First thing we did preparing a contest – a decision to make things different and to experiment.

And again,
Thank you for feedback,
hashrunner team
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#12
I was actually going to play the devil's advocate but did not had the time to write it properly. Since that Hashrunner has replied, I will just give my views on the contests.

First, let's face it, unless each team is gathered in an enclosed building (which will not happen even if it would be fun), there is no way to control how many people and how much hardware there is per team. Judging by the experience of the previous CMIYC contests, one of the thing that you realize is that even if you have lots of people and/or GPUs in your team, they have to be managed properly or you don't get any advantage from it. So I think that there is no point trying to control/compensate this. At best, if you want the contest to be "enjoyable" for everyone's includind unexperienced cracker, each algo should have multi-layered difficulty passwords so that each algo contains a certain amount of easy to crack password like... "password".

About hints, I am not a pentester so I cannot judge by that but by working on large leak hashlist, it's true that you get patterns and that you can/have to build attack on your first finds to get increasingly more complex passwords. Including puzzles or things to think about for me spices up the contest and personally like it a lot but it's true that it deviates from a strictly hash cracking contest. But every contest, including CMIYC, was like that thus far. To be succesful, you had to figure out what were the wordlist and rules that the organizer used to generate the password for every hash type.

One thing that I think was better than CMIYC is that you submit password with their respective hashes. In CMIYC, sometimes you would crack passwords from easy algorithm and get undeserved points for a complex algorithm also. I think that it makes more sense that the teams have at least to try using their previous finds on other algo to deserve the points.

As a suggestion for next year, adding bonuses point for the team that cracked the most hashes in each hash type is a good incentive to force the team to work on every hash type instead of focusing solely on the highest worth algorithms.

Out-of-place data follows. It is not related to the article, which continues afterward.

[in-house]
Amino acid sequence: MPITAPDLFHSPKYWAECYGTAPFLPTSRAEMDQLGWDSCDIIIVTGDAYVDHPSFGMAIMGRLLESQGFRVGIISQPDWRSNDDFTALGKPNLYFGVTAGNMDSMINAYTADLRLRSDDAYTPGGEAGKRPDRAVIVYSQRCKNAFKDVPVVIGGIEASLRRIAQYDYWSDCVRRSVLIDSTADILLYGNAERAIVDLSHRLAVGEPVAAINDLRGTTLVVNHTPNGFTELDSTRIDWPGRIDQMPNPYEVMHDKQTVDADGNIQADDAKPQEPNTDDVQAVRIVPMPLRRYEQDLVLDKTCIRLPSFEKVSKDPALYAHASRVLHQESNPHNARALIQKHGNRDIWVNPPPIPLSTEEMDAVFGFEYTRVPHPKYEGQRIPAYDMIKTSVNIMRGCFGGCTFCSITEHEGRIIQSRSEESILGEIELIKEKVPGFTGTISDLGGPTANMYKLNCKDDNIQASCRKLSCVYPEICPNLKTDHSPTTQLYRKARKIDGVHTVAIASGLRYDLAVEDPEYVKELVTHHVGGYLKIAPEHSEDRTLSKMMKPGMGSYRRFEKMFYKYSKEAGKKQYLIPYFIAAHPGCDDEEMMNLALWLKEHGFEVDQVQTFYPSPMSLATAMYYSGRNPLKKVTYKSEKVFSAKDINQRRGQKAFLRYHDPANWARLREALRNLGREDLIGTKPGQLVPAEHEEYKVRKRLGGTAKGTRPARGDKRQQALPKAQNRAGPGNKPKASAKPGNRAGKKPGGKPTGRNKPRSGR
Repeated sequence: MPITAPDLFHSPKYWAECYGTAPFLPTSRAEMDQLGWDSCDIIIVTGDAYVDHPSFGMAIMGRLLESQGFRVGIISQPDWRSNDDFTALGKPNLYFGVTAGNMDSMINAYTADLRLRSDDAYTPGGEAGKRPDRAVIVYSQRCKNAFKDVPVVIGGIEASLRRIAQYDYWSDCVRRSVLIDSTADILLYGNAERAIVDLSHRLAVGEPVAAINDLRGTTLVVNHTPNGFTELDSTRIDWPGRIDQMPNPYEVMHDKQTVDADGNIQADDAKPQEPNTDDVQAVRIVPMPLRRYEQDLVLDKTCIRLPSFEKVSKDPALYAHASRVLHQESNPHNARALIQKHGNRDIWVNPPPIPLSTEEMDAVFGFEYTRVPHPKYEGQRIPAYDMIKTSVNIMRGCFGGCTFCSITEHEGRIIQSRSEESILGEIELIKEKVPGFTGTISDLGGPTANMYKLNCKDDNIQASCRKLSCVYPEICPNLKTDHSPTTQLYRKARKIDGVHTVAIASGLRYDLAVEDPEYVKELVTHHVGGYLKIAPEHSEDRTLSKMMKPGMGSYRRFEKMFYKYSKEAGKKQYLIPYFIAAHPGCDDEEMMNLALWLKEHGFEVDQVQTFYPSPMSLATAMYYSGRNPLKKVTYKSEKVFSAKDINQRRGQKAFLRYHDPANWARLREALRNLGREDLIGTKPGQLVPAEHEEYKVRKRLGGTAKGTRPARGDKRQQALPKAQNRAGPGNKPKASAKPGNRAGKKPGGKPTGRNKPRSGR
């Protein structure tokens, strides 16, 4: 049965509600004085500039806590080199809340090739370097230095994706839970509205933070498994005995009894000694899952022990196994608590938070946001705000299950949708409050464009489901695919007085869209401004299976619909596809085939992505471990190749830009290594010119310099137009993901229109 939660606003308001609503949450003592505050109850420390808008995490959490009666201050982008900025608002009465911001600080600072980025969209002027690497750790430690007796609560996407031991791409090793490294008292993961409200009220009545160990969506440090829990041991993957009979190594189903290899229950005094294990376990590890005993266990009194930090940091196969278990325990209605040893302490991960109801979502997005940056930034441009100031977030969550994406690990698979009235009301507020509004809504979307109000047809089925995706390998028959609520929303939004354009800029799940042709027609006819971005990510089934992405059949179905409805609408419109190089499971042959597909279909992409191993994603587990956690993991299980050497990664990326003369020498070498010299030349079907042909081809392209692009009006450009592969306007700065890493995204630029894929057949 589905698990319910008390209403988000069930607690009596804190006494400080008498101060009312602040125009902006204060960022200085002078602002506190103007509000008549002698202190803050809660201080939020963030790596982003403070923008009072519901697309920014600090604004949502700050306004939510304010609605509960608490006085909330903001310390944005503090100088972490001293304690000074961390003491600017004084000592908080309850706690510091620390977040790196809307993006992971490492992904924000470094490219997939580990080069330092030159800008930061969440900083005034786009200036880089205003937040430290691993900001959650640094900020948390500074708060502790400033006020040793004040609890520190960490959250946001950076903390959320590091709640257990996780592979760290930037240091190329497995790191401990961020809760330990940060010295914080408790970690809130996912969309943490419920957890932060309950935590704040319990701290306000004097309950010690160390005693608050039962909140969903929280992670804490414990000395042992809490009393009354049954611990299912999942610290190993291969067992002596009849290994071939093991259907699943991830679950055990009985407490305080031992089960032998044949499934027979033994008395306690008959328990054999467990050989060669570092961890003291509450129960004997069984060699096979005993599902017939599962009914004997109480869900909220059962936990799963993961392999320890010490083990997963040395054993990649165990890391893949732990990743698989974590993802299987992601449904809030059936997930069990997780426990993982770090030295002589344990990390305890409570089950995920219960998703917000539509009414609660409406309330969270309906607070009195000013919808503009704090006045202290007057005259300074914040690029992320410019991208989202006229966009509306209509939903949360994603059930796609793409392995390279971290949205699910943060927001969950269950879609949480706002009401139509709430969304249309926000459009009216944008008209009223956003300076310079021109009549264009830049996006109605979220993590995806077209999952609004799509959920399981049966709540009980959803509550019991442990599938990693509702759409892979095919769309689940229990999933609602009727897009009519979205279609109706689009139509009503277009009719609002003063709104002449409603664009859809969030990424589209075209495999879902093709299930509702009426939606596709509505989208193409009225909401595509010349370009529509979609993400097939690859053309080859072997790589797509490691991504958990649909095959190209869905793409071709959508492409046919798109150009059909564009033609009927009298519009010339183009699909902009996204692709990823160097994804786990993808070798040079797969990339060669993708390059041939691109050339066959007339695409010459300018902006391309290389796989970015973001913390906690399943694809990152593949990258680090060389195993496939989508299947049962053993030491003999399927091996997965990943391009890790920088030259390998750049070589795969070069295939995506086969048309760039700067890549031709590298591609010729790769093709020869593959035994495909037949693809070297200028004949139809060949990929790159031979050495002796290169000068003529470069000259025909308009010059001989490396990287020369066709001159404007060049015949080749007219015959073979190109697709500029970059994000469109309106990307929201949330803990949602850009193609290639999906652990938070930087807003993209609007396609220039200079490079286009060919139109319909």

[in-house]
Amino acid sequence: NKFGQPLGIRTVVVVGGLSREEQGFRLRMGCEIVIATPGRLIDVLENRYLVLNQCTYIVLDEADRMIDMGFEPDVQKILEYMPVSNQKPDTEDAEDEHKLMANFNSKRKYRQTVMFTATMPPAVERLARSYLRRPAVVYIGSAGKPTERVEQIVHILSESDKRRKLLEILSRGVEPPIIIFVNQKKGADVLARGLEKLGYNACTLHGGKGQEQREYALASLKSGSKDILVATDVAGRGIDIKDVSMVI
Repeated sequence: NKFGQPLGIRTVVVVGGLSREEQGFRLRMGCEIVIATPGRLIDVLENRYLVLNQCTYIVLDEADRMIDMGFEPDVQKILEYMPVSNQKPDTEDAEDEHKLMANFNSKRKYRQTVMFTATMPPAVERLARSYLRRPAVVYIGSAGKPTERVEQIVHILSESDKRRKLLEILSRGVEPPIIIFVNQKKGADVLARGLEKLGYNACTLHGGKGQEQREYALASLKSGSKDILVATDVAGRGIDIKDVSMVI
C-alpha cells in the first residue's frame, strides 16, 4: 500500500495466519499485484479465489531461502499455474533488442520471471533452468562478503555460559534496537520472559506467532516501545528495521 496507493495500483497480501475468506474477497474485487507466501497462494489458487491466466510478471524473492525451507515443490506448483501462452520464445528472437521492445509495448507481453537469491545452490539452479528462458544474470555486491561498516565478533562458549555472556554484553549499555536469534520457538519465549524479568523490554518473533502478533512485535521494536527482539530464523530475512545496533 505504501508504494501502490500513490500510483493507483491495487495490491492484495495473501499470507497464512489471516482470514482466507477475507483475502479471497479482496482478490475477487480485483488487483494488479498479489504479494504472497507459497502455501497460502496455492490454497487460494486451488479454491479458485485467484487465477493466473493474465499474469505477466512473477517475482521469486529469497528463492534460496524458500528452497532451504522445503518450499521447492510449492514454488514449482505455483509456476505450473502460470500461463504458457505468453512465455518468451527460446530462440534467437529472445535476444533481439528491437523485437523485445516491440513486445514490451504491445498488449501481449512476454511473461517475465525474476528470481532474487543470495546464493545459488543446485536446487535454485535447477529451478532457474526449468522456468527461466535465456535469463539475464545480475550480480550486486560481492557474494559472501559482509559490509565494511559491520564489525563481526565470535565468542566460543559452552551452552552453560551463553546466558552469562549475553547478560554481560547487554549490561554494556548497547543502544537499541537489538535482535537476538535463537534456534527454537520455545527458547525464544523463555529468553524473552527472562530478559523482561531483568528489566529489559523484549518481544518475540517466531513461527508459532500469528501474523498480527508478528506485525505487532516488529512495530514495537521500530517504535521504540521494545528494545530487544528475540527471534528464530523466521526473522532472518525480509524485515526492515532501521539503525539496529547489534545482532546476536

Finally, are you going to disclose the full list of passwords for every hash types? If you do, please give us a link here. I am sure most of us would like to know what was the pattern(s) for the SHA256(unix).
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#13
(05-28-2013, 06:29 PM)mastercracker Wrote: I am sure most of us would like to know what was the pattern(s) for the SHA256(unix).

some guys have already figured it out. the hint in the picture was valid. you will bang your head against your keyboard when you see it.
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#14
(05-28-2013, 06:35 PM)epixoip Wrote:
(05-28-2013, 06:29 PM)mastercracker Wrote: I am sure most of us would like to know what was the pattern(s) for the SHA256(unix).

some guys have already figured it out. the hint in the picture was valid. you will bang your head against your keyboard when you see it.
Now I know... And I need to change my keyboard...
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#15
I'm going to quote some of the comments

@thorsheim

Quote:"Since there are no such hints in the reality."

I agree with what you wrote, except that part Atom. In real life there is a *ton* of hints, very many of which has never been part of any password cracking contest.

Yes, there are hins in real-life. Like company name, account owners fullname, department etc. But this would be data that is written on paper and can be accessed from a program. Think of it like a list of attributes you can bind to a hash. That would be ok since you can feed the cracker with this data. But the hints we'd in the contest was a picture, that's nothing I can feed a cracker with.

@plan2000

Quote:Why not think about it like organisers in search of people being to reverse unknown logic (with limited hints) without the dependency on the tools to do the checking.